Germany is less and less involved in scientific evaluation

The manufacturing companies can choose the Member State to which they submit their product for initial evaluation and authorisation. This allows them to submit their applications specifically to those EU states that keep a lower standard of environmental protection in their assessments than Germany. Since all other EU states are bound to the conclusion drawn from this assessment, the lowest standard gradually prevails in Europe. Data shows that manufacturing companies are making use of this option: while in 2011 to 2013, 46 percent of all German authorisations were evaluated in Germany, in 2019/2020 the share was only 9 percent. This means that for more than 90 percent of all authorisations in Germany, the German authorities can no longer decide independently on evaluation and authorisation.

The authorities in the EU countries are very unevenly resourced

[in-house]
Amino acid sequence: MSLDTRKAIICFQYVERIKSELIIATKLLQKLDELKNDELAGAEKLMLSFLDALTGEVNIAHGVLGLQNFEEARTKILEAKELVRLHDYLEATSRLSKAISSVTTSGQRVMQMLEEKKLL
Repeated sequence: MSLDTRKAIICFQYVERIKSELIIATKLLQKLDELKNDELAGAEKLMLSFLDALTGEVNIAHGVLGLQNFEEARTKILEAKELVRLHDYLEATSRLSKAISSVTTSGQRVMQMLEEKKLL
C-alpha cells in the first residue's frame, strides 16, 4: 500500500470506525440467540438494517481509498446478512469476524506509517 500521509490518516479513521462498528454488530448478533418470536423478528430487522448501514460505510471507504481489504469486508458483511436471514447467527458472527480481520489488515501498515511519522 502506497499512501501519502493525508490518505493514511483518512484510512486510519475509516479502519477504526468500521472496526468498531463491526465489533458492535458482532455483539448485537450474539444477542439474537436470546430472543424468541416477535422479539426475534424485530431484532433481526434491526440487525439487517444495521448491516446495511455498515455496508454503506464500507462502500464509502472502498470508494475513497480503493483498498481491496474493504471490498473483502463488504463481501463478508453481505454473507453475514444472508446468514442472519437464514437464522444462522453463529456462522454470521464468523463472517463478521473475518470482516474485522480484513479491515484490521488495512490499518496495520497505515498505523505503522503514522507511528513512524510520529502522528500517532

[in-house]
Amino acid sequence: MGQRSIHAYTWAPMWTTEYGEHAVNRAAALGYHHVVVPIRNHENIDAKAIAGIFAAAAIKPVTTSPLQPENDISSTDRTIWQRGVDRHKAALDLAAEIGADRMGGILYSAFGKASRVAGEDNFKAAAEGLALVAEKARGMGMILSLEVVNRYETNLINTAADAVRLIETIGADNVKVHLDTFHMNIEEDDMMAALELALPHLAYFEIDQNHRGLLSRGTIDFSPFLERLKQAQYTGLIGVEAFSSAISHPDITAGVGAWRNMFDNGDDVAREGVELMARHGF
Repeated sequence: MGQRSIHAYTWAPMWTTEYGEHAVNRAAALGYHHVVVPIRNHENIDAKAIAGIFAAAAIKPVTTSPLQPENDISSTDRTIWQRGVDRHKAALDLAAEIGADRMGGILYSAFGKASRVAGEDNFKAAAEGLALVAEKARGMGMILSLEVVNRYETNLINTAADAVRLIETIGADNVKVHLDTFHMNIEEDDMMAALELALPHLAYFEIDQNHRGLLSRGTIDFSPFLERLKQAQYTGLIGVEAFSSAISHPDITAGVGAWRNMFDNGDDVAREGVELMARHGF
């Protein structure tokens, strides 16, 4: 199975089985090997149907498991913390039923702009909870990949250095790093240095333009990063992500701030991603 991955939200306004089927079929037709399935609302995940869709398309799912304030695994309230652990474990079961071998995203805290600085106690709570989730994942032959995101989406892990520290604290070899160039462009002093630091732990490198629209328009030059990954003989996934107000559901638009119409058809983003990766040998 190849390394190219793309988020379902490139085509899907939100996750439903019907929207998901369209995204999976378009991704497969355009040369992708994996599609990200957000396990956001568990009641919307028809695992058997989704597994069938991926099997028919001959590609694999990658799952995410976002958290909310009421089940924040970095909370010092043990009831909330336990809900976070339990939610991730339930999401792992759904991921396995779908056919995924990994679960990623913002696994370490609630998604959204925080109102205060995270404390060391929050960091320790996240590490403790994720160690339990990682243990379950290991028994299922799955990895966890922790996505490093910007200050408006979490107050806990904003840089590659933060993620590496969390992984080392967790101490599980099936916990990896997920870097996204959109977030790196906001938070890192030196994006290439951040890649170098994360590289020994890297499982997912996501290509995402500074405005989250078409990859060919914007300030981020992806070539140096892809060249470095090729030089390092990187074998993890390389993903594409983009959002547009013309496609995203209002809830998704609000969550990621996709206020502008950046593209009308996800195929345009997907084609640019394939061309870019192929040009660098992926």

The division of labour in the authorisation procedure aims harmonise the protection level within the EU and to reduce the amount of work for everyone. In practice, however, the authorities in the individual states are set up very differently in terms of personnel and work routines. Some states decide to use only the data and studies that were available at the time of the last active substance approval - even if new findings have been obtained in the meantime that indicate significantly higher risks. As a basis for product authorisations in the Member States, each active substance is reviewed at EU level every 7 to 15 years. However, re-approval procedures at EU level are often delayed for years. Then, the existing approval is repeatedly extended beyond the statutory deadlines. As a result, new data and findings may sometimes have been available for years, but still are not taken into account by many Member States - even though the Plant Protection Products Regulation clearly requires that the reporting Member State must carry out an evaluation considering the latest state of science and technology. For example, the active ingredient flufenacet mentioned above was last approved in 2004. To date, the re-evaluation has not been formally completed and is expected in 2024 at the earliest. Many approvals of flufenacet-containing products are thus based on a state of knowledge from 20 years ago. The court decisions nevertheless prohibit the use of more recent findings if they were not used by the first evaluating Member State.